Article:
This blog is about running on ice.
No, silly, not the Billy Joel song.
I’m talking about the nasty stuff that shellacs sidewalks and coats roads this time of year, sending even the most hard-core runners inside to endure treadmill workouts.
We’re enduring some cold temps in Washington this week, but it’s nothing compared to the snow, ice AND cold my friend Kaveh is dealing with. Kaveh, who moved to New Hampshire recently after growing up and going to school in Florida, asked for some ice advice in a comment a few posts ago, and here’s my best attempt at providing some tips.
First, find some snow. Yeah, I know — we usually avoid snowy trails, sidewalks, etc. But snow is slow rather than slippery, meaning a) you’ll be able to run outside without fearing death, and b) you’ll get an extra-hard workout, like running on the beach instead of the road.
Second — and this is revolutionary to me — put screws in your shoes. I vaguely remember some people in Boulder doing this so they could continue to run on the trails in the winter. You can make your own using this how-to. You can also buy pre-made versions called Yaktrax, which I’m tempted to buy myself just so I can tell people I’m going running in my Yaktrax. According to the Web site, you’ll want to check out the Yaktrax Pro, designed for “a mail carrier, runner, outside worker or someone who faces winter conditions on a daily basis.” It strikes me that regular ol’ cleats should work, too, though they may not offer the ankle support you’d need to slog through the wintry ugliness.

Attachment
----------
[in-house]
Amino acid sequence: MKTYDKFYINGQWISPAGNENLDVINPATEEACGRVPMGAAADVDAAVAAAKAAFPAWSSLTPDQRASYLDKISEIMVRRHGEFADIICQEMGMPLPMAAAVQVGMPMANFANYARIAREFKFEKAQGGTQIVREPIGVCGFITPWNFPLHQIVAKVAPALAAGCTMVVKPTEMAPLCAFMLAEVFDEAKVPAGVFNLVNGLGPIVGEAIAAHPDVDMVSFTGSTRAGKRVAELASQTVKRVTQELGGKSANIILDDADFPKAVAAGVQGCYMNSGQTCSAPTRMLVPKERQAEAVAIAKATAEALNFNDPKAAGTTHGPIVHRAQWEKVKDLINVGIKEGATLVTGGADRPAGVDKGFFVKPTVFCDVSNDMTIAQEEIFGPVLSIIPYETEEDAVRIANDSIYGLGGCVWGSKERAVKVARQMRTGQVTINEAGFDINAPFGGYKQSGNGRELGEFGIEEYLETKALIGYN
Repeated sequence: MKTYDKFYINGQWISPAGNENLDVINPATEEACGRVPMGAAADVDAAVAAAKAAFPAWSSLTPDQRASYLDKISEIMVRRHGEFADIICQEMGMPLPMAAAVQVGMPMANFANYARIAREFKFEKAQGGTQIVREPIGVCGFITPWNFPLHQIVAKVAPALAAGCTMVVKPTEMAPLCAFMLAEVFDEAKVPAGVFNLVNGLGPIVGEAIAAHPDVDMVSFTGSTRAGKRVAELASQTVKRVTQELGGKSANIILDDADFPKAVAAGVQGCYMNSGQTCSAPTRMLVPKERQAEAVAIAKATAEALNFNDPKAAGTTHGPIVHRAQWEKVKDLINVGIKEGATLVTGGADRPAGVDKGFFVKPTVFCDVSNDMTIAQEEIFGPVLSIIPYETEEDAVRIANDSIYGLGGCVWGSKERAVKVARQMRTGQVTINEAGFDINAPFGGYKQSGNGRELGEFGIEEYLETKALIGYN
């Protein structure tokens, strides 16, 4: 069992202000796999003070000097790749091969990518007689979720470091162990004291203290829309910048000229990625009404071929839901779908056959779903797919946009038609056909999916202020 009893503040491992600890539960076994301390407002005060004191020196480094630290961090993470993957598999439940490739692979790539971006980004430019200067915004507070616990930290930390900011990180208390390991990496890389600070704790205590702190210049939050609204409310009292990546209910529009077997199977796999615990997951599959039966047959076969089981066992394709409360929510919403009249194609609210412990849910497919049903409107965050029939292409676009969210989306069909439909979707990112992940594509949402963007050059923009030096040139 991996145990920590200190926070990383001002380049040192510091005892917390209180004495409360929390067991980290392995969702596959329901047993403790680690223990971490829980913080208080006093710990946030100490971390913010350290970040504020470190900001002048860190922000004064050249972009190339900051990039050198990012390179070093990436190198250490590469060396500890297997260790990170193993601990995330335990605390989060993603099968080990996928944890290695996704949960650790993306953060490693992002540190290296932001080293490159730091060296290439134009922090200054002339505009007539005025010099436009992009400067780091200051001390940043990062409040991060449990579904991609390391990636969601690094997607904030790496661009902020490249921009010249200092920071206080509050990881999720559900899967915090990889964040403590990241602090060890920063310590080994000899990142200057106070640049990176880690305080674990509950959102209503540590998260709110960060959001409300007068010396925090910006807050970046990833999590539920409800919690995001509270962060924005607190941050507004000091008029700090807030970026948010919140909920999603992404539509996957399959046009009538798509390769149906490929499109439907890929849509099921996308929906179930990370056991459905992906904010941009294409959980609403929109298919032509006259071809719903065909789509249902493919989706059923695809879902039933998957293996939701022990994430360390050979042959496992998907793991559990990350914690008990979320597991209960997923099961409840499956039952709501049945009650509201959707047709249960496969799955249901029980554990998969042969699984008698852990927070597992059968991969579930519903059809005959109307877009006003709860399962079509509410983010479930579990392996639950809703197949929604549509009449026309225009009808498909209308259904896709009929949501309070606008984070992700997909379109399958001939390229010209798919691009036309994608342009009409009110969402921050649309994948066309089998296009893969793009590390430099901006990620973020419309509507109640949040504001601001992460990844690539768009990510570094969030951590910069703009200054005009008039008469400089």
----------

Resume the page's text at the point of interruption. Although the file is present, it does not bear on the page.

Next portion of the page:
This all sounds like a lot of work, which leads me to one last tip: Opt for fewer, longer runs to make each time you suit up worth it.
Got any running-on-ice tips? Please, please post ’em below!
Incidentally, Kaveh passed along a good cold-weather tip for those of us dealing with the chill in milder climates: Wear gloves, even when you don’t think you need ’em. This makes perfect sense to me, as my hands are usually the first thing to get cold.
As for my training log, I’m getting ready to do the stationary bike for a late lunch break. After skiing all weekend, my legs need a low-impact wakeup call before running again. Something embarrassing: My glutes are STILL sore from a tough lifting workout on Thursday and a speedy (for me) 8-miler on Friday!